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We consider the problem of group testing (pooled testing), first introduced by Dorfman. For nonadaptive testing strategies, we refer to a nondefective item as “intruding” if it only appears in positive tests. Such items cause misclassification errors in the well-known COMP algorithm and can make other algorithms produce an error. It is therefore of interest to understand the distribution of the number of intruding items. We show that, under Bernoulli matrix designs, this distribution is well approximated in a variety of senses by a negative binomial distribution, allowing us to understand the performance of the two-stage conservative group testing algorithm of Aldridge.
This article derives quantitative limit theorems for multivariate Poisson and Poisson process approximations. Employing the solution of the Stein equation for Poisson random variables, we obtain an explicit bound for the multivariate Poisson approximation of random vectors in the Wasserstein distance. The bound is then utilized in the context of point processes to provide a Poisson process approximation result in terms of a new metric called
, stronger than the total variation distance, defined as the supremum over all Wasserstein distances between random vectors obtained by evaluating the point processes on arbitrary collections of disjoint sets. As applications, the multivariate Poisson approximation of the sum of m-dependent Bernoulli random vectors, the Poisson process approximation of point processes of U-statistic structure, and the Poisson process approximation of point processes with Papangelou intensity are considered. Our bounds in
are as good as those already available in the literature.
It is well known that each statistic in the family of power divergence statistics, across n trials and r classifications with index parameter
(the Pearson, likelihood ratio, and Freeman–Tukey statistics correspond to
, respectively), is asymptotically chi-square distributed as the sample size tends to infinity. We obtain explicit bounds on this distributional approximation, measured using smooth test functions, that hold for a given finite sample n, and all index parameters (
) for which such finite-sample bounds are meaningful. We obtain bounds that are of the optimal order
. The dependence of our bounds on the index parameter
and the cell classification probabilities is also optimal, and the dependence on the number of cells is also respectable. Our bounds generalise, complement, and improve on recent results from the literature.
We make the first steps towards generalising the theory of stochastic block models, in the sparse regime, towards a model where the discrete community structure is replaced by an underlying geometry. We consider a geometric random graph over a homogeneous metric space where the probability of two vertices to be connected is an arbitrary function of the distance. We give sufficient conditions under which the locations can be recovered (up to an isomorphism of the space) in the sparse regime. Moreover, we define a geometric counterpart of the model of flow of information on trees, due to Mossel and Peres, in which one considers a branching random walk on a sphere and the goal is to recover the location of the root based on the locations of leaves. We give some sufficient conditions for percolation and for non-percolation of information in this model.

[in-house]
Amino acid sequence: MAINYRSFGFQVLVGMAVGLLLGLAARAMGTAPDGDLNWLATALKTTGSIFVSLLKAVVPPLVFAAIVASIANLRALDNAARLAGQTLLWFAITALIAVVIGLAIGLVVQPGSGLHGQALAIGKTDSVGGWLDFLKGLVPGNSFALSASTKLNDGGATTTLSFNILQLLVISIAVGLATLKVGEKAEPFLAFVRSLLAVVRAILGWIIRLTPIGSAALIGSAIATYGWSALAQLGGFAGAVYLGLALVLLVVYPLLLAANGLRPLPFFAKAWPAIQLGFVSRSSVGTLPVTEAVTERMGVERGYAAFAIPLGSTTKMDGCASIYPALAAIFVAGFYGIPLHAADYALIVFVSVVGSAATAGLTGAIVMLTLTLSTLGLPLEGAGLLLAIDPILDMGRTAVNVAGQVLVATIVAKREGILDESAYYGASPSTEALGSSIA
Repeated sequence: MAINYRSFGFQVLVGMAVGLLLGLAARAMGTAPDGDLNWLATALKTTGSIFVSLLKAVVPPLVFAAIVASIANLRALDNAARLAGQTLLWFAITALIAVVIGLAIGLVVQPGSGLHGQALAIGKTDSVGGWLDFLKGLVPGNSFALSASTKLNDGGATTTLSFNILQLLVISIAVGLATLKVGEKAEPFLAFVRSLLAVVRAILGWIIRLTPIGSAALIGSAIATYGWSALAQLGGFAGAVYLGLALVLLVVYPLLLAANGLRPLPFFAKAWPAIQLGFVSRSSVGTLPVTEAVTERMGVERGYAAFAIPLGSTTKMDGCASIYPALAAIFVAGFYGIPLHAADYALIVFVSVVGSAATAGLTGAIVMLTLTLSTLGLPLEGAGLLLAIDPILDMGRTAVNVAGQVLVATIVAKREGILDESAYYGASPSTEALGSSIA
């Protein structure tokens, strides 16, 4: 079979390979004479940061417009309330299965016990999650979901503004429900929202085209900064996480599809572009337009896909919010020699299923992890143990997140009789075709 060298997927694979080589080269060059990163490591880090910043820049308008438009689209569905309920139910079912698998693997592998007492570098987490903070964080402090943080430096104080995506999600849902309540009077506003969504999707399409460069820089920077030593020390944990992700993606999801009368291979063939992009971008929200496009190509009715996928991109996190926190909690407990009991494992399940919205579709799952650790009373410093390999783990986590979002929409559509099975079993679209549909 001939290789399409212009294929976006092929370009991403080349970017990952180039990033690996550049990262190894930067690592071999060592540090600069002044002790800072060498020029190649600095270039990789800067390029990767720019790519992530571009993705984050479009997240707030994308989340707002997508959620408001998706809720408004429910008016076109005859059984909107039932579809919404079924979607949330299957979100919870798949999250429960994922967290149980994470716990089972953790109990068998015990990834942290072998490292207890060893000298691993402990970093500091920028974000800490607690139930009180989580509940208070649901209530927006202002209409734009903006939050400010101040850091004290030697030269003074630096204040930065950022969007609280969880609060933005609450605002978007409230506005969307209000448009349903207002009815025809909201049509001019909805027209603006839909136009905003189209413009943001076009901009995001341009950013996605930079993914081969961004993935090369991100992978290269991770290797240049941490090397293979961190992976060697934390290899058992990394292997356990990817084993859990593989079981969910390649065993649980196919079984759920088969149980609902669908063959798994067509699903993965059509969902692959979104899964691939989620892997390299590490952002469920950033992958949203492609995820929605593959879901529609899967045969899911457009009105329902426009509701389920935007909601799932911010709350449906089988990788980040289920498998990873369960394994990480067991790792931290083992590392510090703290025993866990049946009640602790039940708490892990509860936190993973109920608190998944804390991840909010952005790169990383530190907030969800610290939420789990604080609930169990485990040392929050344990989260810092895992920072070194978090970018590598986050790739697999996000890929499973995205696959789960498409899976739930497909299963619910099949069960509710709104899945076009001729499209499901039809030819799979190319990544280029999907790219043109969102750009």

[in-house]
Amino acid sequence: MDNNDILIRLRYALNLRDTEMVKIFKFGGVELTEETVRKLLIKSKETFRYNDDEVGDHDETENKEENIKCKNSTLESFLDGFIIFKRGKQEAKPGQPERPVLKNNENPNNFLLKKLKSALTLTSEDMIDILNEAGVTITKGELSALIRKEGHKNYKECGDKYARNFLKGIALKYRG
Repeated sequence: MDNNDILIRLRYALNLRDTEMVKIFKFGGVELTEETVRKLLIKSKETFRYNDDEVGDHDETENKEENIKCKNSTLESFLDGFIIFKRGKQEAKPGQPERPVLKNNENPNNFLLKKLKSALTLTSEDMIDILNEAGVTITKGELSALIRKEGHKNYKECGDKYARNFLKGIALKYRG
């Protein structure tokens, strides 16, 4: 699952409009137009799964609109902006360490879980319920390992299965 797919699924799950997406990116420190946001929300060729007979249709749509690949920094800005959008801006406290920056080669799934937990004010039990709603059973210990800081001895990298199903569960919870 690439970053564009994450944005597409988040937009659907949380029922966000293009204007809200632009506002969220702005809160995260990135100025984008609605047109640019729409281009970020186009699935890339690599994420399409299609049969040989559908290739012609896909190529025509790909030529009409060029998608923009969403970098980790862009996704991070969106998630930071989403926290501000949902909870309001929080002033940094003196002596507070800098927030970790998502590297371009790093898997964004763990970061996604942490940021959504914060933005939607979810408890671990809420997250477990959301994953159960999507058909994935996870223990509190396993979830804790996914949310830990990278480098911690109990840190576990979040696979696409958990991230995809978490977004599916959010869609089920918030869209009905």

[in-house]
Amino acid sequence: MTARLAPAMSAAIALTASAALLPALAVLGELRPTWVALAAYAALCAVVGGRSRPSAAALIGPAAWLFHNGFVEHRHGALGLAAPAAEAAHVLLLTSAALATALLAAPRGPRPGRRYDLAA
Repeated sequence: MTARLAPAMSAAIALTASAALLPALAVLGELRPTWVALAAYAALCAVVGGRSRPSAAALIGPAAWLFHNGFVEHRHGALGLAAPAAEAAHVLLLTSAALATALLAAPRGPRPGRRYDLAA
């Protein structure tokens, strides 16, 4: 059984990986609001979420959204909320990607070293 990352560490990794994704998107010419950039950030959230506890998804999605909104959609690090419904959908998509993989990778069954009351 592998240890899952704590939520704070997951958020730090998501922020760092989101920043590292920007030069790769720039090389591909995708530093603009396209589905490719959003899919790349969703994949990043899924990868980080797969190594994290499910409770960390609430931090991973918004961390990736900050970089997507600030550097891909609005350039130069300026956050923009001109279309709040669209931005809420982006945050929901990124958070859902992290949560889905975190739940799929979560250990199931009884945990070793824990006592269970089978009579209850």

This paper concentrates on the fundamental concepts of entropy, information and divergence to the case where the distribution function and the respective survival function play the central role in their definition. The main aim is to provide an overview of these three categories of measures of information and their cumulative and survival counterparts. It also aims to introduce and discuss Csiszár's type cumulative and survival divergences and the analogous Fisher's type information on the basis of cumulative and survival functions.
A method for the construction of Stein-type covariance identities for a nonnegative continuous random variable is proposed, using a probabilistic analogue of the mean value theorem and weighted distributions. A generalized covariance identity is obtained, and applications focused on actuarial and financial science are provided. Some characterization results for gamma and Pareto distributions are also given. Identities for risk measures which have a covariance representation are obtained; these measures are connected with the Bonferroni, De Vergottini, Gini, and Wang indices. Moreover, under some assumptions, an identity for the variance of a function of a random variable is derived, and its performance is discussed with respect to well-known upper and lower bounds.